Abacus Data has a new on-line survey of 1534 Canadians randomly selected from a panel of 500,000 Canadians. They weighted the responses to "match census data to ensure that the sample matched Canada's population" demographics.
Not sure that weighting is reliable or even possible. The Harper government killed the long form census so we likely don't have a reliable base line to weigh against. Harper did not want reliable statistical evidence contradict or undermine his political agenda.
Prime Minister Trudeau's first policy move after being elected was to return the long form census so it may be possible that Abacus Data has those results to "weigh" against. Are the results using this methodology truly representative of Canadian opinion and values? I don't know but I have a serious suspicion of on-line panel responses. Are they anything more than allegedly random samples using questionable sources where certain responses are weighted to induce or deem a representative sample?
That said, lets take a look at what the survey purports to discover in the context of what political policy should be on climate change if a political party wants to be reflective of the will of citizens and victorious at election time.
Abacus says that back in the day "...politicians who chose to be early champions of action to reduce emissions were running a certain amount of political risk." Carbon emission consequences were not fully formed in the public consciousness. However, "Today in Canada, the risk equation has changed. the bigger political peril lie in appearing indifferent to a matter of widespread and growing public perception."
If this survey is accurate half of Canadian voters (49%) won't even consider a party or a candidate that doesn't have a plan to combat climate change. Only 6% prefer a party or a candidate that ignores the issue.
If ignoring the issue of climate change is the same as denying it exists then are Conservatives, including those in Alberta, in trouble next election? Yup, but only if climate change is an election is a significant enough issue in the minds of voters. Consider this survey finding. "The rest (44%) are 'willing to consider' a party that doesn't make the climate a priority."
Abacus' analysis on the 44% says "For Canada's conservative parties and candidates, an optimistic read of these numbers is that the Conservatives cold win without an ambitious plan given that half of the population don't consider this policy a pre-requisite for their support." They go one to warn Conservatives that ignoring the climate change issues would be "tying on hand behind their backs, leaving them no room for error."
Environmentalism has changed in Canada and is now a "moderate" concern for 78% of Canadians. Only 11% see themselves as "ardent" environmentalists and another 11% are indifferent. There are 68% of us how attribute climate change to human and industrial causes, 21% say its just natural phenomenon and 2% are climate change deniers.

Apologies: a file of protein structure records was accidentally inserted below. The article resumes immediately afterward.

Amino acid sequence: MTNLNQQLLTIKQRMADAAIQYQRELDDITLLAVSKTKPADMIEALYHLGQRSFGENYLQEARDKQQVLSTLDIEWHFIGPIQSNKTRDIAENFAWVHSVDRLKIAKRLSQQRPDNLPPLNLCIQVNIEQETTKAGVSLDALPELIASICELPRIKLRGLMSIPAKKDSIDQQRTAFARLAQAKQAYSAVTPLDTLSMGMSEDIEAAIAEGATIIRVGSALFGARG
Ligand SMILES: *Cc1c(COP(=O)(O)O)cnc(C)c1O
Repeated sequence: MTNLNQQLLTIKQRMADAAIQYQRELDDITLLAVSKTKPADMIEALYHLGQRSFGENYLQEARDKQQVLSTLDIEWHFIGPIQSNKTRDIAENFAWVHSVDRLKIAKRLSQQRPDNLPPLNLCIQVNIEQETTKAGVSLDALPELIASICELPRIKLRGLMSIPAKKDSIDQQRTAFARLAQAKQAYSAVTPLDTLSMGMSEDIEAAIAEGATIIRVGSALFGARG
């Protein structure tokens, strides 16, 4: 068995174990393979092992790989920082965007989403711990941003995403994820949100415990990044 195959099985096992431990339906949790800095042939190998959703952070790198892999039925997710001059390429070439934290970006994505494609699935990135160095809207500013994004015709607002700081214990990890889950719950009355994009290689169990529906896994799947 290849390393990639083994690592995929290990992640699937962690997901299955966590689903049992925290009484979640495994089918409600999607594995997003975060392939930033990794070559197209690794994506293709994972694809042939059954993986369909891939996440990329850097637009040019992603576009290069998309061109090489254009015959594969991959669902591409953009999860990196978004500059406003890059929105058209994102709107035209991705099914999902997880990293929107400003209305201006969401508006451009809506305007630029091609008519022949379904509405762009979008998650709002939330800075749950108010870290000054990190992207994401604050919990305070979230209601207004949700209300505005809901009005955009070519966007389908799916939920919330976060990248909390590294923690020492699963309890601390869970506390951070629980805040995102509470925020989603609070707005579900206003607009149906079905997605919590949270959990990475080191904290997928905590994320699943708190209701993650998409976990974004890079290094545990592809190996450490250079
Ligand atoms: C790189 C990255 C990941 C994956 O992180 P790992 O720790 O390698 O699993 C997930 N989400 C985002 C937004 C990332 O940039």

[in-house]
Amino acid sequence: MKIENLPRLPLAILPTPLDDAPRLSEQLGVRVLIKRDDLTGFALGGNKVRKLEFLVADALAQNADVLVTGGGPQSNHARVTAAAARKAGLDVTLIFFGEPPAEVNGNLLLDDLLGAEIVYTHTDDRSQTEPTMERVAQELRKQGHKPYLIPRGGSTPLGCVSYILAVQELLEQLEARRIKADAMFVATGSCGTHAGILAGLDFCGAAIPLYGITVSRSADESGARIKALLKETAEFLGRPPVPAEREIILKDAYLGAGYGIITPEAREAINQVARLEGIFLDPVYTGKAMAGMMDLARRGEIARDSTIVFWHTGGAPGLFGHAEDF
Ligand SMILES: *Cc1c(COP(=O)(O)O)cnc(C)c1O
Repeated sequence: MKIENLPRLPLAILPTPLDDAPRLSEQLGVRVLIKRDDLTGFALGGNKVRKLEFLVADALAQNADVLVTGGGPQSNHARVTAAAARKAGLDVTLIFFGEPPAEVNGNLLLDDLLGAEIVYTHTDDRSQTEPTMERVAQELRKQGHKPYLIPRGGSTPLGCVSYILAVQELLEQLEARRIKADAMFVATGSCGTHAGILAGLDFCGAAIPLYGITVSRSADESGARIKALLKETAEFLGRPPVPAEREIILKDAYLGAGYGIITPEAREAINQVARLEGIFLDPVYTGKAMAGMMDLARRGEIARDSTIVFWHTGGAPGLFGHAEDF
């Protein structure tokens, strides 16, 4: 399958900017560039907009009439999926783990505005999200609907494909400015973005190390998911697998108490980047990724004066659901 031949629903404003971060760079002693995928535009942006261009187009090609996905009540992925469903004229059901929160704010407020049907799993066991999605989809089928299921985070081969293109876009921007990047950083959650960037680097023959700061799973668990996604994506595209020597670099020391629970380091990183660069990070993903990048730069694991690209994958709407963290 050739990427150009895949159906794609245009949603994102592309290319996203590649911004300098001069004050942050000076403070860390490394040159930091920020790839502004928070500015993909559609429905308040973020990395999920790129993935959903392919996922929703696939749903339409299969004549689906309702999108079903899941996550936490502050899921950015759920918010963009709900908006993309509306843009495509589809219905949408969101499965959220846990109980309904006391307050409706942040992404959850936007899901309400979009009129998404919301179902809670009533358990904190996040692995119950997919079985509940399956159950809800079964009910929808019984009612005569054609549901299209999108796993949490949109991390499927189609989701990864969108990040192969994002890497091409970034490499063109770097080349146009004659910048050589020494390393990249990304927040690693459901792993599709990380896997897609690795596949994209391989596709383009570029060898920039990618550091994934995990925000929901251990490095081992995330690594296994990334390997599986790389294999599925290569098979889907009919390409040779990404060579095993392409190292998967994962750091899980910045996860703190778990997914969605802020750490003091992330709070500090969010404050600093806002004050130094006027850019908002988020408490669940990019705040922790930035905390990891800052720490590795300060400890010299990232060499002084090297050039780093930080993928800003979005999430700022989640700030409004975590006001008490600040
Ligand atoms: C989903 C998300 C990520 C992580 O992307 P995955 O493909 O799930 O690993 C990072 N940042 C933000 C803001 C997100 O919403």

Obviously one way to defeat the KenneyCons (a.k.a. the UCP) in Alberta is to elevate climate change action into a ballot box issue. How might that happen? Well we need to be sure the voting public understands and appreciates the consequences of inaction or inept half-hearted action on climate change.
That may already be the case given the Abacus survey found 85% of us said "...taking no action on climate change will be severe, very severe, or catastrophic across a wide range of areas..." including agriculture, human health and insurance access, taxpayer costs of rebuilding after disasters to name a few. The momentum is for action so says 63% versus 37% who want" to do little or nothing" about climate change.
Here's the kicker for inert Conservatives on climate change. There is an enormous moral responsibility as 91% say taking action on climate change is a duty to future generations. While 47% believe the damage is already done, we are past the tipping point and there is "...little chance we could stop climate change at this point." Contrast that with 87% who feel there is "already lots of evidence we can cut emissions when we try." And, get this shift, 79% believe "...combating climate change will open up economic opportunities."
So the old-line HarperCons climate change denier stance is no longer tenable as sound political platform. The environment is not perceived as a trade-off with the economy nor is it a barrier to growth, in fact is is a catalyst for growth, responsible sustainable growth and a competitive advantage.
Will the KenneyCon UCP base in Alberta, that now is really the same old HarperCon fundamentalist social conservative crowd, accept this shift in public perception and deny being deniers? Will a UCP shift to rhetoric on responsible sustainable economic development that stewards the environment be credible to Alberta progressive voters?
I'm betting no to both propositions. That doesn't mean the UCP loses the next election. But making the integrated comprehensive mutually positive relationship between the environment and the economy as a major ballot box issue is a great start to defeating Kenney next election,
If you want to dig deeper into the Abacus survey the link is here...